Take example of your stomach. You won't continue eating pizza all day long after you feel full. You make pause and use those calories and then return to eating.
      (2 votes)
  • starky ultimate style avatar for user Taco
    What is the difference between stomach acid and lactic acid?
    (3 votes)
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  • duskpin sapling style avatar for user Jia Ali
    What's the difference between Alcohol fermentation and lactic acid fermentation ?
    (3 votes)
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Video transcript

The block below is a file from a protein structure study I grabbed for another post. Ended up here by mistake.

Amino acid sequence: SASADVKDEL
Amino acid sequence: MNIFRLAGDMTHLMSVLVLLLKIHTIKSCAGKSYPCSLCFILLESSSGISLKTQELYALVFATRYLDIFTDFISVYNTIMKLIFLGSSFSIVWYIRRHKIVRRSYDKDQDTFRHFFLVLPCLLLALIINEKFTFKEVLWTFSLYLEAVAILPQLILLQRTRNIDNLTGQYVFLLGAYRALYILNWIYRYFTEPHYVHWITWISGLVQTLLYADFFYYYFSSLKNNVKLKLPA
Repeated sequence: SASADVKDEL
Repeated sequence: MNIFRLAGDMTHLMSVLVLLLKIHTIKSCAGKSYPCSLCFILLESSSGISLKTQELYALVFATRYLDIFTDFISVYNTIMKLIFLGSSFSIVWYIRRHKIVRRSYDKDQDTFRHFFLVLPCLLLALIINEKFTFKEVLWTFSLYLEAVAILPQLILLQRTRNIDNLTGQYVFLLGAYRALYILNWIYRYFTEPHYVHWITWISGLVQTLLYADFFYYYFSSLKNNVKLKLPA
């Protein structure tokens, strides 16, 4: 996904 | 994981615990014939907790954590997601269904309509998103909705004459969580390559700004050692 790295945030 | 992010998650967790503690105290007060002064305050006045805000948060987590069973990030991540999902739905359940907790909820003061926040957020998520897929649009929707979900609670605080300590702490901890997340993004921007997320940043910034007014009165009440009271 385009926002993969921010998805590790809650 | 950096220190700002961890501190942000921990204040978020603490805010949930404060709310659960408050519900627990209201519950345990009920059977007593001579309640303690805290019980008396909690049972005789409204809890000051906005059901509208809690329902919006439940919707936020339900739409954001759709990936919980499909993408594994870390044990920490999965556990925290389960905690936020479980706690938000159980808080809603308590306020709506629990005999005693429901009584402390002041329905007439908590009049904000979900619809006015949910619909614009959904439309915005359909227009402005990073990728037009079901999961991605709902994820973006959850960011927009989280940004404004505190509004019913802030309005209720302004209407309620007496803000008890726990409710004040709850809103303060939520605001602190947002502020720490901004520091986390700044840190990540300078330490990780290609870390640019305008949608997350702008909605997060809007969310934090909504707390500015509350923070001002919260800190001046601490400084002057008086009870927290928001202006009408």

- [Voiceover] We've already seen multiple times that glycolysis is the process where we start with a glucose molecule which has six carbons and we're able to break it down into two pyruvate molecules which each have three carbons. And in the process of doing so, we produce a net of two ATPs, we reduce NAD+ to NADH, we're adding a hydride anion, so this is reduction, this is reduction going on right over there and then we say, "Well, what happens?" and, of course, we have the water, some water produced and some hydrogen ions. But then the next question is, well what happens next? And we could talk about cellular respiration and that's what will happen in many organisms including... It's happening in my body right now in order for me to generate as much ATP as possible. That's why I inhale oxygen. Because that oxygen is needed for cellular respiration. But sometimes there isn't oxygen around or I'm the type of organism that just doesn't use oxygen or doesn't conduct cellular respiration. Now we've already seen one example of that and that was lactic acid fermentation. It's a way of recycling these NADH's, oxidizing them back. Oxidizing them back to NAD+. So this oxidation, this oxidation from NADH to NAD+, this is what we do in fermentation. Actually, both variations of fermentation that we're going to talk about. And lactic acid fermentation, we talked about taking the pyruvates to oxidize the NADH and in doing so the pyruvate turns into lactic acid and that's used in yogurt production, in sauerkraut, it's also used in your muscles, when your muscles run out of oxygen. If you're kind of sprinting or your lifting some really really really heavy weights, you probably have some lactic acid fermentation going on. But now we're gonna talk about another type of fermentation and that is alcohol fermentation. Alcohol. Alcohol or sometimes called ethanol fermentation. Ethanol fermentation. Because when we talk about drinking alcohol, we're talking about ethanol. Ethanol fermentation. And as you might guess, this is the process by which alcohol is produced and things like bread. It's used in baking a lot. But let's first think about the reaction and then we'll talk about maybe where you might have encountered it last. So we saw that pyruvate... When we finish glycolysis, we have, for each molecule of glucose, we have two molecules of pyruvate and so each of these molecules of pyruvate... The first step is they lose their carboxyl group right over here and that's facilitated by pyruvate decarboxylase. This name is all about getting rid of a pyruvate's carboxyl group. And you can see, when you remove a carboxyl group, it's a carbon and two oxygens, that is going to be, and I'm not showing you the detailed mechanism here, but that's going to be a carbon dioxide that is released and then what's leftover, what's leftover, and once again I'm not showing you the detailed mechanism, but you can account at least for the various atoms, what's leftover is acetaldehyde. Acetaldehyde, I have trouble saying that. And then the next step, the acetaldehyde can be reduced. One way you can think about it, you can say it's reduced by the NADH to turn into ethanol. It's a similar mechanism to what we saw in lactic acid fermentation where we went from pyruvate to lactic acid, but now it's acetaldehyde going to ethanol. So this right over here, this is, this is reduced. Reduced. It gains a hydride. One way to think about it is it's gaining a hydride anion and in the process that this is being reduced, the NADH is being oxidized. So this, this is being oxidized. And the whole point of this, the whole reason why it occurs is so that you can oxidize the NADH to have more fresh NAD+ for glycolysis to occur again. And as I mentioned in the video on lactic acid fermentation, it's a little bit of a shame, because the pyruvate still has energy into it. If you had oxygen around, you could have cellular respiration, you could go into the Krebs cycle, the citric acid cycle, and derive more energy from it. The NADH also, the process of oxidizing it, in theory, you can use it to generate more energy. But we're not doing that when we do either type of fermentation whether ethanol fermentation or we're talking about lactic acid fermentation. But this is a process that has proven very useful for human civilization. This right over here, the most famous actor when we're talking about ethanol fermentation or alcohol fermentation is this character right over here. This is a yeast cell. Yeasts are categorized as fungi. That is a yeast cell. It's a handful of micometers in diameter, although they can vary. And variations of yeast are used in things like bread making and wine making or alcohol production. Beer, whatever you wanna talk about. Because what the yeast does, it uses, it digests the sugar, it performs glycolysis and then it performs alcohol fermentation. What makes bread so fluffy is this step right over here. When the carboxyl group gets stripped off of the pyruvate facilitated by the pyruvate decarboxylase, and the carbon dioxide gets released, it makes the bread fluffy. It bubbles through the dough and gives it its nice spongy flavor. But you also have ethanol being produced. So it's actually an interesting fact that a lot of bread... You know, I've been reading up on it, a lot of the ethanol might get baked off, but bread will usually have trace amounts, trace amounts of alcohol in it. So bread will have trace amounts, trace amounts of ethanol in it because the whole process, you're using yeast to leaven the bread. To give it this fluffiness, that yeast is performing glycolysis and alcohol fermentation is producing ethanol and in the process the carbon dioxide that gives the fluffiness but there's still going to be some trace amounts of ethanol. Now, of course, if you're talking about wine production, your goal is to get to the actual ethanol which we view as traditional drinking alcohol. So yeast plays a fairly important role in our society.